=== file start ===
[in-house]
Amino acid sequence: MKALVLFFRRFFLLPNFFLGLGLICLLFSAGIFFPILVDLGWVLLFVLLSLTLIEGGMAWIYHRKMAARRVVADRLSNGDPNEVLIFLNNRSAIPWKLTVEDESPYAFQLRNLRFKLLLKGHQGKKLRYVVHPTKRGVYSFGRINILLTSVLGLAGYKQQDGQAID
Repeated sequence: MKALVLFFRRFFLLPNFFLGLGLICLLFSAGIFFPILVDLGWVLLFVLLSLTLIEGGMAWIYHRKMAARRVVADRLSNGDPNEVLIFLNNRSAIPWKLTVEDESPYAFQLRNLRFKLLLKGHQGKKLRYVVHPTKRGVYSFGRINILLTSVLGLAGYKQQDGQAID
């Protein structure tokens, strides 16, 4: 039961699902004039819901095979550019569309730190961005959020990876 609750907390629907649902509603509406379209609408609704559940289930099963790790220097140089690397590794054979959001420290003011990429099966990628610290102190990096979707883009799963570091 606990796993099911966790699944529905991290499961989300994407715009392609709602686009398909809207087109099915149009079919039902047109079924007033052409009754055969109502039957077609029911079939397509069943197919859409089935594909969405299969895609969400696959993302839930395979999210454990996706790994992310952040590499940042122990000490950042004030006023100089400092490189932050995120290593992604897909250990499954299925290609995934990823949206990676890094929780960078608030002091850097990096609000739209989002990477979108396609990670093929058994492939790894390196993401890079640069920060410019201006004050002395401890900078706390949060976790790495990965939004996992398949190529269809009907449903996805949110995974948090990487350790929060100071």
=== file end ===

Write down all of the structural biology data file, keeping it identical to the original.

[in-house]
Amino acid sequence: MKALVLFFRRFFLLPNFFLGLGLICLLFSAGIFFPILVDLGWVLLFVLLSLTLIEGGMAWIYHRKMAARRVVADRLSNGDPNEVLIFLNNRSAIPWKLTVEDESPYAFQLRNLRFKLLLKGHQGKKLRYVVHPTKRGVYSFGRINILLTSVLGLAGYKQQDGQAID
Repeated sequence: MKALVLFFRRFFLLPNFFLGLGLICLLFSAGIFFPILVDLGWVLLFVLLSLTLIEGGMAWIYHRKMAARRVVADRLSNGDPNEVLIFLNNRSAIPWKLTVEDESPYAFQLRNLRFKLLLKGHQGKKLRYVVHPTKRGVYSFGRINILLTSVLGLAGYKQQDGQAID
């Protein structure tokens, strides 16, 4: 039961699902004039819901095979550019569309730190961005959020990876 609750907390629907649902509603509406379209609408609704559940289930099963790790220097140089690397590794054979959001420290003011990429099966990628610290102190990096979707883009799963570091 606990796993099911966790699944529905991290499961989300994407715009392609709602686009398909809207087109099915149009079919039902047109079924007033052409009754055969109502039957077609029911079939397509069943197919859409089935594909969405299969895609969400696959993302839930395979999210454990996706790994992310952040590499940042122990000490950042004030006023100089400092490189932050995120290593992604897909250990499954299925290609995934990823949206990676890094929780960078608030002091850097990096609000739209989002990477979108396609990670093929058994492939790894390196993401890079640069920060410019201006004050002395401890900078706390949060976790790495990965939004996992398949190529269809009907449903996805949110995974948090990487350790929060100071």